It may be proper to mention, that in buying jewels or precious stones in Pegu, he who has no knowledge or experience is sure to get as good and as cheap articles as the most experienced in the trade. There are four men at Pegu called tareghe or jewel-brokers, who have all the jewels or rubies in their hands; and when any person wants to make a purchase he goes to one of these brokers, and tells him that he wants to lay out so much money on rubies; for these brokers have such prodigious quantities always on hand, that they know not what to do with them, and therefore sell them at a very low price. Then the broker carries the merchant along with him to one of their shops, where he may have what jewels he wants according to the sum of money he is disposed to lay out. According to the custom of the city, when the merchant has bargained for a quantity of jewels, whatever may be the amount of their value, he is allowed to carry them home to his house, where he may consider them for two or three days; and if he have not himself sufficient knowledge or experience in such things, he may always find other merchants who are experienced, with whom he may confer and take counsel, as he is at liberty to shew them to any person be pleases; and if he find that he has not laid out his money to advantage, he may return them back to the person from whom he had them without loss or deduction. It is reckoned so great a shame to the tareghe or jewel-broker to have his jewels returned, that he would rather have a blow on the face than have it believed that he had sold his jewels too dear and have them returned on his hands; for which reason they are sure to give good bargains, especially to those who have no experience, that they may not lose their credit. When such merchants as are experienced in jewels purchase too dear it is their own fault, and is not laid to the charge of the brokers; yet it is good to have knowledge in jewels, as it may sometimes enable one to procure them at a lower price. On the occasions of making these bargains, as there are generally many other merchants present at the bargain, the broker and the purchaser have their hands under a cloth, and by certain signals, made by touching the fingers and nipping the different joints, they know what is bidden, what is asked, and what is settled, without the lookers-on knowing any thing of the matter, although the bargain may be for a thousand or ten thousand ducats. This is an admirable institution, as, if the lookers-on should understand what is going on, it might occasion contention.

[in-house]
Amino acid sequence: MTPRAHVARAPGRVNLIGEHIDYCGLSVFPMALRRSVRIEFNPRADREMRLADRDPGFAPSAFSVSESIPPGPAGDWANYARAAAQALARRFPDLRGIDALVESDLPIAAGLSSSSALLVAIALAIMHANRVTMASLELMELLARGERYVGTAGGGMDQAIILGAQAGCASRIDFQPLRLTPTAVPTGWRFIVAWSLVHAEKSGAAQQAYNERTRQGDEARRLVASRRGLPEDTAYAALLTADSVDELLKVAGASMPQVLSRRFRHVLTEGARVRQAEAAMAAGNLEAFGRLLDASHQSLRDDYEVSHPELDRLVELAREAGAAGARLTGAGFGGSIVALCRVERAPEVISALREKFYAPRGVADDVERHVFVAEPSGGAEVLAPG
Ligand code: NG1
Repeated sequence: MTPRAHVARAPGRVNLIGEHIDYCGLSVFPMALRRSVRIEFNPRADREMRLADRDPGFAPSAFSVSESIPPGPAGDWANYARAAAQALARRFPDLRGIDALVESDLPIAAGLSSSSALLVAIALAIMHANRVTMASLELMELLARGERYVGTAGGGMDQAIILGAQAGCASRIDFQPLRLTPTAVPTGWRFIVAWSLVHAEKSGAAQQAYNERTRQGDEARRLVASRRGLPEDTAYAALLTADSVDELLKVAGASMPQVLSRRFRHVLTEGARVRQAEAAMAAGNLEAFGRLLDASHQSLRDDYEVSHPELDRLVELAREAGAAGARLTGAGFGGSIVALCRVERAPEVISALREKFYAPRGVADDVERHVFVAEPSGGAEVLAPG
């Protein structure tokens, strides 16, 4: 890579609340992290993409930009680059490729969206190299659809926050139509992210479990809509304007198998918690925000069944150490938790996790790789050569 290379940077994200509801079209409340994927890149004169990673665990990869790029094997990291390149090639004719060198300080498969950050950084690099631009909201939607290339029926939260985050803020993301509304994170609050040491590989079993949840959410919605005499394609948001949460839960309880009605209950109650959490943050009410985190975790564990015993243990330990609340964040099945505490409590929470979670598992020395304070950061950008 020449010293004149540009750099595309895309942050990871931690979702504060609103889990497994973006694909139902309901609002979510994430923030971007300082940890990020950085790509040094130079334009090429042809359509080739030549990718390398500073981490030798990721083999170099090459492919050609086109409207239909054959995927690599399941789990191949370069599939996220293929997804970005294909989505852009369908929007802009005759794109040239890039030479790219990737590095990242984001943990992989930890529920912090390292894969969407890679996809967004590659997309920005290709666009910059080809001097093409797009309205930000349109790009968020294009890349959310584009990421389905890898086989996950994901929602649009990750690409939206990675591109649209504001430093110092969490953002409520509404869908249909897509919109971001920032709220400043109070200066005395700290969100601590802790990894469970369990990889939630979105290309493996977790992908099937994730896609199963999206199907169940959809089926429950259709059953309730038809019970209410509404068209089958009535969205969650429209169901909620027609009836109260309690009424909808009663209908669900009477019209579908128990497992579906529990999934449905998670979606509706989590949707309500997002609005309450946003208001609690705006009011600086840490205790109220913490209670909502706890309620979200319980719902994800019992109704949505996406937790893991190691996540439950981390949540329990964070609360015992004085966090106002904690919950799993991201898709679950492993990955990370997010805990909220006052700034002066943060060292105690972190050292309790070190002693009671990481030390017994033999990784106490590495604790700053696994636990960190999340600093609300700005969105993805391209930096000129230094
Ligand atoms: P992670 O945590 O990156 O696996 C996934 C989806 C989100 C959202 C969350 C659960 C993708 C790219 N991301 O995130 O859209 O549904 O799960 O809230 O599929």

Voyages of the Author to different parts of India.